A growing number of employers are reviewing their options as the new health coverage regulations under the Affordable Care Act (ACA) are set to be rolled out later this year and implemented on January 1, 2014.

Under the ACA, companies with 50 or more full-time workers beginning in 2014 will be required to offer a minimum level of health coverage or pay a penalty, starting at $2,000 per full-time employee after the first 30. If a company offers employee health insurance but the coverage is found to be minimal or unaffordable, the company will be required to pay a penalty of $3,000 for every worker who receives a federal subsidy to purchase health coverage on the individual market.

Many companies, including small businesses, restaurants, and retailers that tend to hire part-time workers will have to make their decisions by next fall, when benefits enrollment begins and the new health insurance exchanges are scheduled to begin accepting applicants.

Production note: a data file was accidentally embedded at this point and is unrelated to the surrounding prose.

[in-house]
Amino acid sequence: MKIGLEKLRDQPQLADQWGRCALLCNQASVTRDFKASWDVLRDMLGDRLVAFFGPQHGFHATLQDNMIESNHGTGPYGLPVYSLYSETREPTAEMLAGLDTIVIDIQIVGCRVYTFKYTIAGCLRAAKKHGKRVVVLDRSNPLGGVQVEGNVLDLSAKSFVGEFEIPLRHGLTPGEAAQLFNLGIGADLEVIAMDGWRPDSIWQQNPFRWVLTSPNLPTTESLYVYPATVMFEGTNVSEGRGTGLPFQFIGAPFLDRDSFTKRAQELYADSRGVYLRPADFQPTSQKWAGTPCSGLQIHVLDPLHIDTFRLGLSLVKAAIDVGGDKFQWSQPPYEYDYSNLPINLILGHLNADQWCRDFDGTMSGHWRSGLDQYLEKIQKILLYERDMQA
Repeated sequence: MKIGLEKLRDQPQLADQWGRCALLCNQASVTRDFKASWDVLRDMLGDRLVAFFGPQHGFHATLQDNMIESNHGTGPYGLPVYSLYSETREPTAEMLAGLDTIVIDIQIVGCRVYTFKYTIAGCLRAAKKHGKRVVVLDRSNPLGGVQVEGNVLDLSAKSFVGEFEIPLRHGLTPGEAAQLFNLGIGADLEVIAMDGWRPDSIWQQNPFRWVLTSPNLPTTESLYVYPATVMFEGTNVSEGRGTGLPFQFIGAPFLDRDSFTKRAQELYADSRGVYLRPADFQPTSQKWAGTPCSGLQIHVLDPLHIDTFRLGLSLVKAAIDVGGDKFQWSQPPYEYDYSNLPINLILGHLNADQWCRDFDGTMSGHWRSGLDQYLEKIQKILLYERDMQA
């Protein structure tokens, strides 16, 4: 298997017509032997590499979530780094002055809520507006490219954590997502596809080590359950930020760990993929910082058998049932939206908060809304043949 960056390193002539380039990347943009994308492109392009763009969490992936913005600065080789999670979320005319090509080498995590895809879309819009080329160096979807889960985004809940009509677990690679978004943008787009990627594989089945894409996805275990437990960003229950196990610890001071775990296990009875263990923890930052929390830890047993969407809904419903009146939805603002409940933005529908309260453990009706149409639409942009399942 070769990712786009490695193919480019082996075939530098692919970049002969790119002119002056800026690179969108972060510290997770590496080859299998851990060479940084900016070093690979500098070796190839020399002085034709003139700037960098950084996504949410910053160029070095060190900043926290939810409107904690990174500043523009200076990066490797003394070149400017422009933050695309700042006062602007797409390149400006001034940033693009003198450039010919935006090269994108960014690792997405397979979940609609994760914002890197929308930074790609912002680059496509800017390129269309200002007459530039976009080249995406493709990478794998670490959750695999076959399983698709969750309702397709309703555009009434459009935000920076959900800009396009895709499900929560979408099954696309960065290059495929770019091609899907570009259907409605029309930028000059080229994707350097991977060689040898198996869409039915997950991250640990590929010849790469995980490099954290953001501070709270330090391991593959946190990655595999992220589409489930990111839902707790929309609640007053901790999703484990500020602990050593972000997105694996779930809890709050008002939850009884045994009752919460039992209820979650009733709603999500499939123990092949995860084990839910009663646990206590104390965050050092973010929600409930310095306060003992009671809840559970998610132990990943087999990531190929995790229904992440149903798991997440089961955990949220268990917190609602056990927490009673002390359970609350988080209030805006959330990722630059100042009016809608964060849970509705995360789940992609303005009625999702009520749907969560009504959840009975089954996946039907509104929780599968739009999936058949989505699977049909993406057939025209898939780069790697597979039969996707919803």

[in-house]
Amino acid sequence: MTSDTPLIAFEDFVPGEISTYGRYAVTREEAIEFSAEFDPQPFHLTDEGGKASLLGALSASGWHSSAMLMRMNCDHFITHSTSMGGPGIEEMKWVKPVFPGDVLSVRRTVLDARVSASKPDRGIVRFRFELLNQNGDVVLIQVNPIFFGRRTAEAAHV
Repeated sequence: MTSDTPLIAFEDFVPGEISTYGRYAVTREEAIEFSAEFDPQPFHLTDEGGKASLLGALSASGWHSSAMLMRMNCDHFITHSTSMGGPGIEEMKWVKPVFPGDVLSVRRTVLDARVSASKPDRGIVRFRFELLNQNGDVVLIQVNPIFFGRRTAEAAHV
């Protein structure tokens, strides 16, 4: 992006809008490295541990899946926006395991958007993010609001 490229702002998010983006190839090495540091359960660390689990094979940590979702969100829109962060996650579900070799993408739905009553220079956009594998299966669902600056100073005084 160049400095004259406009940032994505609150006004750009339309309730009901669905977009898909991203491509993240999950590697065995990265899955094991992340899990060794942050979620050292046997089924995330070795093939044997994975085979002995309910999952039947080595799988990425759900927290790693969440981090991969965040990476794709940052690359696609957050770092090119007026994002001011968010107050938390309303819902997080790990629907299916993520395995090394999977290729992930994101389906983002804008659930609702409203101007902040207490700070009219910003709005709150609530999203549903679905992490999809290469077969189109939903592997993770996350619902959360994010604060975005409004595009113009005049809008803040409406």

Some of the options companies are considering include: Providing employees with a pre-determined amount of money and selection of health plans to obtain coverage, and requiring them to pay more out-of-pocket if they choose higher-priced coverage.
Company also may direct workers toward the health exchanges that will provide federal subsidies to qualifying workers. Although this would require companies to pay the penalties under the ACA some companies have said that the penalty will be less than the cost of providing the benefits.